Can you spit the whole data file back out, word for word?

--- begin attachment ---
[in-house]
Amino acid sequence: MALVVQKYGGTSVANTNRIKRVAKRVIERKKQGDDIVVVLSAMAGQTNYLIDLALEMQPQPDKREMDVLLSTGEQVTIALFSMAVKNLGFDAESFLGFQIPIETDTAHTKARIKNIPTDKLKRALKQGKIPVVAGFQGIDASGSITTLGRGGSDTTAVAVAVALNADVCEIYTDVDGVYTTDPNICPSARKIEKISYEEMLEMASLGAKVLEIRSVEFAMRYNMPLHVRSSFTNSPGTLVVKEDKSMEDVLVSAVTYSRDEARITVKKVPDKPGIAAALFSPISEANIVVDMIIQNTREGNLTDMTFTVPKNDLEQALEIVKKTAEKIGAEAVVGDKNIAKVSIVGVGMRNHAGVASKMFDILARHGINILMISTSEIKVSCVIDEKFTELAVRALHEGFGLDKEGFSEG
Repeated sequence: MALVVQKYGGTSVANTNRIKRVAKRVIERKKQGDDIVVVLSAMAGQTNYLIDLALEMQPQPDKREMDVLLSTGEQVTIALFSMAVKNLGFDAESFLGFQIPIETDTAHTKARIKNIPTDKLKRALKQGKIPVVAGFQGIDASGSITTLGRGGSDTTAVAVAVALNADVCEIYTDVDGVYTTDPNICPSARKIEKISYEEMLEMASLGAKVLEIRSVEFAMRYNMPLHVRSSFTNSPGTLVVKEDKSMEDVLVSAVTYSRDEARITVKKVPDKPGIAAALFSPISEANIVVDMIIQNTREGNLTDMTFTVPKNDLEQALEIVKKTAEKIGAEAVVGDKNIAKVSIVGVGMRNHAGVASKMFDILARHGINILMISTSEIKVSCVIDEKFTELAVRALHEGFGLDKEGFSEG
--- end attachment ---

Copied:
[in-house]
Amino acid sequence: MALVVQKYGGTSVANTNRIKRVAKRVIERKKQGDDIVVVLSAMAGQTNYLIDLALEMQPQPDKREMDVLLSTGEQVTIALFSMAVKNLGFDAESFLGFQIPIETDTAHTKARIKNIPTDKLKRALKQGKIPVVAGFQGIDASGSITTLGRGGSDTTAVAVAVALNADVCEIYTDVDGVYTTDPNICPSARKIEKISYEEMLEMASLGAKVLEIRSVEFAMRYNMPLHVRSSFTNSPGTLVVKEDKSMEDVLVSAVTYSRDEARITVKKVPDKPGIAAALFSPISEANIVVDMIIQNTREGNLTDMTFTVPKNDLEQALEIVKKTAEKIGAEAVVGDKNIAKVSIVGVGMRNHAGVASKMFDILARHGINILMISTSEIKVSCVIDEKFTELAVRALHEGFGLDKEGFSEG
Repeated sequence: MALVVQKYGGTSVANTNRIKRVAKRVIERKKQGDDIVVVLSAMAGQTNYLIDLALEMQPQPDKREMDVLLSTGEQVTIALFSMAVKNLGFDAESFLGFQIPIETDTAHTKARIKNIPTDKLKRALKQGKIPVVAGFQGIDASGSITTLGRGGSDTTAVAVAVALNADVCEIYTDVDGVYTTDPNICPSARKIEKISYEEMLEMASLGAKVLEIRSVEFAMRYNMPLHVRSSFTNSPGTLVVKEDKSMEDVLVSAVTYSRDEARITVKKVPDKPGIAAALFSPISEANIVVDMIIQNTREGNLTDMTFTVPKNDLEQALEIVKKTAEKIGAEAVVGDKNIAKVSIVGVGMRNHAGVASKMFDILARHGINILMISTSEIKVSCVIDEKFTELAVRALHEGFGLDKEGFSEG